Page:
At first you start seeing a lot of feathers everywhere on the ground, which always seems a little scary. You notice too some of the chickens look scruffy, unkept and start to act weird, maybe less active, moping around, hiding, shy, loosing feathers and looking so so small and sometimes downright miserable and you look online to find out if all that is can be part of MOLTING – and yes, it can be. Here are the other nuts and bolts of molting:
What is molting?
In birds, a full or part feather replacement and regrowth is called a molt.
Types of molt
Though in chickens there are only 2 natural types of molt (juvenile and adult), these here are the general natural 4 types of molt seen in birds:
- Juvenile to adult
- Non-breeding to breeding plumage
- Breeding to non-breeding
- General feather replacement
Molting patterns in birds can vary according to;
- individual birds of the same species
- from year-to-year
- by individual feathers
There are also 2 other types of molt seen in chickens, well, technically subtyes or the general feather replacement molt: the stress molt and in the commercial laying industry, the forced molt. Neither of those are “natural”. More on those later.
For the reminder of this article, the annual molt of chickens is addressed.
Why do birds molt?
In chickens, the annual molting is simply a plumage maintenance as over time, the feathers get worn and damaged during everyday use and loose their full effectiveness. By the end of summer my chicken’s feathers actually look like they need a renewal. Especially for migratory birds it is important to have a full and balanced set of feathers. Since feathers cannot be repaired, they get replaced. Stresses can cause molting, as in food withdrawal and predators.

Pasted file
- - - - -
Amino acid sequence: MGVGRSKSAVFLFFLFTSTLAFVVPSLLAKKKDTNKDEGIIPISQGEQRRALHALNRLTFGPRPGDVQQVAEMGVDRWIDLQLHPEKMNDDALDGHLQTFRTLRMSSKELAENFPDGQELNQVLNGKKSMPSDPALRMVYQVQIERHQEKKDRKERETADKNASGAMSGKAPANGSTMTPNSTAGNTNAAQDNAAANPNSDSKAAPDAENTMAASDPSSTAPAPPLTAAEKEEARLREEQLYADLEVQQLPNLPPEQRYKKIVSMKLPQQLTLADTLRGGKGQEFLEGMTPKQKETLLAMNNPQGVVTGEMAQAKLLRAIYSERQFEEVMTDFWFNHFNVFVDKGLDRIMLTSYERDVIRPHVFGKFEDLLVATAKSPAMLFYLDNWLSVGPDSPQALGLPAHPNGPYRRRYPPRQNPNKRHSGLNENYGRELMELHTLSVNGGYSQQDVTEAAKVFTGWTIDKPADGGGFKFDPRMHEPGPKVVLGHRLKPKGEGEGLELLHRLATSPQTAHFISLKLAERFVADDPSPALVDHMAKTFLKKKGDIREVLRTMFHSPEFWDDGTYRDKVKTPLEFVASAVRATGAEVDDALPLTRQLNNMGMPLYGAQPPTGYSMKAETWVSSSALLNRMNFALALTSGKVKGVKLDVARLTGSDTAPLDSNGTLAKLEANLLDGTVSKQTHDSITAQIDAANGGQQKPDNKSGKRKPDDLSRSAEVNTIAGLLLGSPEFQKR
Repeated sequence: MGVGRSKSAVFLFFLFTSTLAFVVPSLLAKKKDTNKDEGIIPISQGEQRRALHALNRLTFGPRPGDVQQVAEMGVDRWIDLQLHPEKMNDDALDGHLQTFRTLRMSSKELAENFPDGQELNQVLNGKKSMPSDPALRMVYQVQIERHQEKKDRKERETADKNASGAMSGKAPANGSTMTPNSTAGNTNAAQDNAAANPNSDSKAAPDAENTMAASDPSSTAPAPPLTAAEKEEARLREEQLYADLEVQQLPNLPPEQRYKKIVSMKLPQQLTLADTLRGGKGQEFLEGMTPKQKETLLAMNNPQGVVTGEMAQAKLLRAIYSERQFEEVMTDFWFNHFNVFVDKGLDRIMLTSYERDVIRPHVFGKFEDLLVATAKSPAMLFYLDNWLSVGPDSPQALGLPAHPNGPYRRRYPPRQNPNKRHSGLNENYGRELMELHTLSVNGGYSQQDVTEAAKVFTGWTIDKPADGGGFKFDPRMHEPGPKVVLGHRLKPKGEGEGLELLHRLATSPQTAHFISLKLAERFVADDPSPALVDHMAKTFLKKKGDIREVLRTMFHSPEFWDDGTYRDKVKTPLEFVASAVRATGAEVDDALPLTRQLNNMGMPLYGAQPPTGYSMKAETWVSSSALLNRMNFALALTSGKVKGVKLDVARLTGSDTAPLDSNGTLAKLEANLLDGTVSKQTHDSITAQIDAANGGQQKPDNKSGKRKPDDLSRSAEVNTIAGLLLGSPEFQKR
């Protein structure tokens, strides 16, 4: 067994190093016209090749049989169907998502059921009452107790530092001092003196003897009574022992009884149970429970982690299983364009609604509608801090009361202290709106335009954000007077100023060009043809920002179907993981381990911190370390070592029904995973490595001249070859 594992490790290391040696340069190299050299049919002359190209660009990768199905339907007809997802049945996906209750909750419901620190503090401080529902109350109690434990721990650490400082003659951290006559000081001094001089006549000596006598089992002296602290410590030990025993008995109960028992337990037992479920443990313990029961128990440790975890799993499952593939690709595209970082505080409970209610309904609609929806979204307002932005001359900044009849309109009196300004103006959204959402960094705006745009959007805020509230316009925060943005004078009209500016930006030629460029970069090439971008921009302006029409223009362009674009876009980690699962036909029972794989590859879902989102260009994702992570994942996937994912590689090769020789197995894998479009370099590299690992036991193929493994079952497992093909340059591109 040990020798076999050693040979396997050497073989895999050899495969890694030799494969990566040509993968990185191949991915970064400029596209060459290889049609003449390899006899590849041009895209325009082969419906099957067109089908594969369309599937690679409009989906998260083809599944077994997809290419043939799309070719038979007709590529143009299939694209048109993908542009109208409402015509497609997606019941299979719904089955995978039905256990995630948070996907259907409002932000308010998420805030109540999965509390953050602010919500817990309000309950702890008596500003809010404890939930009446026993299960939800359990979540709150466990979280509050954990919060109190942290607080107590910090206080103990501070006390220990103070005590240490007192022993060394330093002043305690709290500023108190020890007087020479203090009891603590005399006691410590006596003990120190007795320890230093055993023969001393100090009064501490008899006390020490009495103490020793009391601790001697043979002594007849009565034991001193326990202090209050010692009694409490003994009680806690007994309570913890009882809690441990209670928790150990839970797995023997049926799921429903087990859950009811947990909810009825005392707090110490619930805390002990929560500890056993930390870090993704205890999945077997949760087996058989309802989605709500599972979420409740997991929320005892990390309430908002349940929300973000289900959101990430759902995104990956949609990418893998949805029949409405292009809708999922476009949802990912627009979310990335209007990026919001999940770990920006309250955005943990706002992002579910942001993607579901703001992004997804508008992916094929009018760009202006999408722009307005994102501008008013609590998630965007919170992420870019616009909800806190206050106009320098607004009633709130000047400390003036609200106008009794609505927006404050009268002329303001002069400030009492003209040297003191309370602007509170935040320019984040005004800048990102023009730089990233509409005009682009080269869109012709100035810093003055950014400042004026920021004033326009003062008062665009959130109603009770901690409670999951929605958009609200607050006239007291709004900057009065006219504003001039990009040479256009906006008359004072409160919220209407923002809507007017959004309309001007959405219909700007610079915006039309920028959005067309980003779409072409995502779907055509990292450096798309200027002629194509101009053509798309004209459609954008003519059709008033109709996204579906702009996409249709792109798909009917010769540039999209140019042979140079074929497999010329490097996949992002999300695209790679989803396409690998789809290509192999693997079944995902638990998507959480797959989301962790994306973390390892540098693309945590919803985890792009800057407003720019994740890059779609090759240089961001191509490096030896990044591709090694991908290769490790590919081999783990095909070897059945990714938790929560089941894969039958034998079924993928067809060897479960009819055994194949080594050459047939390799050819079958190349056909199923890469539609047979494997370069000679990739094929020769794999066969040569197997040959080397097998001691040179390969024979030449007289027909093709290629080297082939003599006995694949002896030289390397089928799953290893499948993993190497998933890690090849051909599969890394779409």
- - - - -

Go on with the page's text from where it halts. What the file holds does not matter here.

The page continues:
When do chickens molt?
The chicken’s juvenile molt happens at about 4-8 days – 1 month when the first feathers come in and again around 8 weeks when the more adult plumage starts to grow. Annual molting happens usually during late summer and in the fall, when the days are getting shorter and no resources and energy need to be expended on raising chicks. Basically a lot of birds molt after the chicks are raised for the year – and before migration. The first annual molt in chickens usually occurs in the fall of the same year that the chicken had a full spring, so usually around 18 months of age.
Egg laying and molt.
In layers, egg laying either slows, but most often, ceases altogether. Feathers are made of keratin, which is protein, and is energy-expensive to make. Laying eggs or raising chicks does not usually happen at the same time as the annual molt. A chicken that starts molting in the summer and then does not lay for several months – is not considered a good layer. Chicken’s can’t spend energy into making new feathers and eggs at the same time, so a molt also provides the hen’s reproductive system with a much deserved rest.
After molting, egg production will pick up again after the pre-molt slowdown, however, it usually is never as good as the early months of the pre-molt time.
How fast is molting?